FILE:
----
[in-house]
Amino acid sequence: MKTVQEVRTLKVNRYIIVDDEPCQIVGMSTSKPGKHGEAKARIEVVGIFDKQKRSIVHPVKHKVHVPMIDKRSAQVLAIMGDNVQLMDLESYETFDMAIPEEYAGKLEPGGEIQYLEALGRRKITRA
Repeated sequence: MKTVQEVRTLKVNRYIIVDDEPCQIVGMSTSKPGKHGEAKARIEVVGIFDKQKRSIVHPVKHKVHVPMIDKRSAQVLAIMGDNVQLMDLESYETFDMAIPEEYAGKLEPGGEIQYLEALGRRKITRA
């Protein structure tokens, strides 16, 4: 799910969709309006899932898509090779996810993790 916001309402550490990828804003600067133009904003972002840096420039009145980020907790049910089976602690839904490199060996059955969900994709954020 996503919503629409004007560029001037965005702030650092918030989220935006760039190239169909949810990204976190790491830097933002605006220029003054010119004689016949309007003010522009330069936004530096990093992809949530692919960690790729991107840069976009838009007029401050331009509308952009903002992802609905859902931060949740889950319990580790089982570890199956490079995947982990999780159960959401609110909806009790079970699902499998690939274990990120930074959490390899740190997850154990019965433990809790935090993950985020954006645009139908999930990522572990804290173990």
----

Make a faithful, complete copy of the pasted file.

[in-house]
Amino acid sequence: MKTVQEVRTLKVNRYIIVDDEPCQIVGMSTSKPGKHGEAKARIEVVGIFDKQKRSIVHPVKHKVHVPMIDKRSAQVLAIMGDNVQLMDLESYETFDMAIPEEYAGKLEPGGEIQYLEALGRRKITRA
Repeated sequence: MKTVQEVRTLKVNRYIIVDDEPCQIVGMSTSKPGKHGEAKARIEVVGIFDKQKRSIVHPVKHKVHVPMIDKRSAQVLAIMGDNVQLMDLESYETFDMAIPEEYAGKLEPGGEIQYLEALGRRKITRA
């Protein structure tokens, strides 16, 4: 799910969709309006899932898509090779996810993790 916001309402550490990828804003600067133009904003972002840096420039009145980020907790049910089976602690839904490199060996059955969900994709954020 996503919503629409004007560029001037965005702030650092918030989220935006760039190239169909949810990204976190790491830097933002605006220029003054010119004689016949309007003010522009330069936004530096990093992809949530692919960690790729991107840069976009838009007029401050331009509308952009903002992802609905859902931060949740889950319990580790089982570890199956490079995947982990999780159960959401609110909806009790079970699902499998690939274990990120930074959490390899740190997850154990019965433990809790935090993950985020954006645009139908999930990522572990804290173990």